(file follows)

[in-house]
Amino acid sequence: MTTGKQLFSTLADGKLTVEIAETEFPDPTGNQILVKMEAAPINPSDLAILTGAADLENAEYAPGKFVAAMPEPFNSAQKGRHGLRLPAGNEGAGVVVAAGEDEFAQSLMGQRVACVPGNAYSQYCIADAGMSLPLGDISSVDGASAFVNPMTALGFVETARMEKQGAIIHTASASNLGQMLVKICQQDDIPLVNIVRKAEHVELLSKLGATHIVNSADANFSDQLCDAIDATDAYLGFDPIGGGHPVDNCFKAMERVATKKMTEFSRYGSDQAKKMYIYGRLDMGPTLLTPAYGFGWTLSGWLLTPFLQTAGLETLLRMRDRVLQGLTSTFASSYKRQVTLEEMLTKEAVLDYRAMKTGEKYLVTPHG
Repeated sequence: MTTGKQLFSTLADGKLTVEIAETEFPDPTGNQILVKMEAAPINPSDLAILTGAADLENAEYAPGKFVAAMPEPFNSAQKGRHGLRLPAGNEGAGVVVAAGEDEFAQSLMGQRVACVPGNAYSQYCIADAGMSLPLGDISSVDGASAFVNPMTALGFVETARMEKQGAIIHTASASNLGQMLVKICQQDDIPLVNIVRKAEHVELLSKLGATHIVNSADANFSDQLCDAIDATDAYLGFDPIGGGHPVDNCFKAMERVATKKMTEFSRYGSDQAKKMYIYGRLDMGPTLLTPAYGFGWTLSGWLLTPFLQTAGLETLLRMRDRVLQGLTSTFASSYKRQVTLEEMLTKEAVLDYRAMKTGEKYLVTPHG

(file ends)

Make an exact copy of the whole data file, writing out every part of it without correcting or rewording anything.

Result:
[in-house]
Amino acid sequence: MTTGKQLFSTLADGKLTVEIAETEFPDPTGNQILVKMEAAPINPSDLAILTGAADLENAEYAPGKFVAAMPEPFNSAQKGRHGLRLPAGNEGAGVVVAAGEDEFAQSLMGQRVACVPGNAYSQYCIADAGMSLPLGDISSVDGASAFVNPMTALGFVETARMEKQGAIIHTASASNLGQMLVKICQQDDIPLVNIVRKAEHVELLSKLGATHIVNSADANFSDQLCDAIDATDAYLGFDPIGGGHPVDNCFKAMERVATKKMTEFSRYGSDQAKKMYIYGRLDMGPTLLTPAYGFGWTLSGWLLTPFLQTAGLETLLRMRDRVLQGLTSTFASSYKRQVTLEEMLTKEAVLDYRAMKTGEKYLVTPHG
Repeated sequence: MTTGKQLFSTLADGKLTVEIAETEFPDPTGNQILVKMEAAPINPSDLAILTGAADLENAEYAPGKFVAAMPEPFNSAQKGRHGLRLPAGNEGAGVVVAAGEDEFAQSLMGQRVACVPGNAYSQYCIADAGMSLPLGDISSVDGASAFVNPMTALGFVETARMEKQGAIIHTASASNLGQMLVKICQQDDIPLVNIVRKAEHVELLSKLGATHIVNSADANFSDQLCDAIDATDAYLGFDPIGGGHPVDNCFKAMERVATKKMTEFSRYGSDQAKKMYIYGRLDMGPTLLTPAYGFGWTLSGWLLTPFLQTAGLETLLRMRDRVLQGLTSTFASSYKRQVTLEEMLTKEAVLDYRAMKTGEKYLVTPHG